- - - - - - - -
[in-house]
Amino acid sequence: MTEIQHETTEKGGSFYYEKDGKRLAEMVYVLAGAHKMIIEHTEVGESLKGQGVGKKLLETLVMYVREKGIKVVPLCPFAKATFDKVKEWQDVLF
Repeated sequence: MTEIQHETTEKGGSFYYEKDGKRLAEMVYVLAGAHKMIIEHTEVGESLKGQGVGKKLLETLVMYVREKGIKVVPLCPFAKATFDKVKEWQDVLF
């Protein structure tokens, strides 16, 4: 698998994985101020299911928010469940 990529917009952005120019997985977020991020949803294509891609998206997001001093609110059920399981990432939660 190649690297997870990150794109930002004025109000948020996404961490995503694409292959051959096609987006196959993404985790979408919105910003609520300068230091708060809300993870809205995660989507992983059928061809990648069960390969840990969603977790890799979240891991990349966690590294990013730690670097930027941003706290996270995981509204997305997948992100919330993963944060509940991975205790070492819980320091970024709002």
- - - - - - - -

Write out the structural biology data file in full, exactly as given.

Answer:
[in-house]
Amino acid sequence: MTEIQHETTEKGGSFYYEKDGKRLAEMVYVLAGAHKMIIEHTEVGESLKGQGVGKKLLETLVMYVREKGIKVVPLCPFAKATFDKVKEWQDVLF
Repeated sequence: MTEIQHETTEKGGSFYYEKDGKRLAEMVYVLAGAHKMIIEHTEVGESLKGQGVGKKLLETLVMYVREKGIKVVPLCPFAKATFDKVKEWQDVLF
């Protein structure tokens, strides 16, 4: 698998994985101020299911928010469940 990529917009952005120019997985977020991020949803294509891609998206997001001093609110059920399981990432939660 190649690297997870990150794109930002004025109000948020996404961490995503694409292959051959096609987006196959993404985790979408919105910003609520300068230091708060809300993870809205995660989507992983059928061809990648069960390969840990969603977790890799979240891991990349966690590294990013730690670097930027941003706290996270995981509204997305997948992100919330993963944060509940991975205790070492819980320091970024709002």